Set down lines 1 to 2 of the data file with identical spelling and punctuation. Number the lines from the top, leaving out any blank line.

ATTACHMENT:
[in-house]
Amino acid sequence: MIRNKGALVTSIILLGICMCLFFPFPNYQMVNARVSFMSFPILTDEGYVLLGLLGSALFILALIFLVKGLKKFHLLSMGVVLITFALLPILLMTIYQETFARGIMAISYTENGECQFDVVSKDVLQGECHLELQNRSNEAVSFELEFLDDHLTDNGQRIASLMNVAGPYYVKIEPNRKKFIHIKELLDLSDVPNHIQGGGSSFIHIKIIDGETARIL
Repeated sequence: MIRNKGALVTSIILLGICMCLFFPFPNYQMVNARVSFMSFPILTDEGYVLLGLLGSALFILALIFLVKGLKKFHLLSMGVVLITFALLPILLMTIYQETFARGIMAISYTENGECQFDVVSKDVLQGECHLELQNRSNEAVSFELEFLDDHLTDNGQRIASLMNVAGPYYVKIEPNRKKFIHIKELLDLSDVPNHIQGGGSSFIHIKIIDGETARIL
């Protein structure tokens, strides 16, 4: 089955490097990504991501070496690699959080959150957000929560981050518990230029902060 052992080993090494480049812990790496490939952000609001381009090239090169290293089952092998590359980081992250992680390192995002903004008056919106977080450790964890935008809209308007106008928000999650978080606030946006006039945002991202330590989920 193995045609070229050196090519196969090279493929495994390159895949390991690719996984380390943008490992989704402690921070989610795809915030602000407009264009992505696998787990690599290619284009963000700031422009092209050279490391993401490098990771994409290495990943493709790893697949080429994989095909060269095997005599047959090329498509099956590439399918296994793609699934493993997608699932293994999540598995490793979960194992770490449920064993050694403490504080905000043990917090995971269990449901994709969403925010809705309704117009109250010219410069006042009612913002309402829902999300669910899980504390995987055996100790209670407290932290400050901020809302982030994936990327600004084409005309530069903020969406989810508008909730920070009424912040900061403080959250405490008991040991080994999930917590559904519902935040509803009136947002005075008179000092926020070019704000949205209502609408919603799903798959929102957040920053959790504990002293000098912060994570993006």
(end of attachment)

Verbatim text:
[in-house]
Amino acid sequence: MIRNKGALVTSIILLGICMCLFFPFPNYQMVNARVSFMSFPILTDEGYVLLGLLGSALFILALIFLVKGLKKFHLLSMGVVLITFALLPILLMTIYQETFARGIMAISYTENGECQFDVVSKDVLQGECHLELQNRSNEAVSFELEFLDDHLTDNGQRIASLMNVAGPYYVKIEPNRKKFIHIKELLDLSDVPNHIQGGGSSFIHIKIIDGETARIL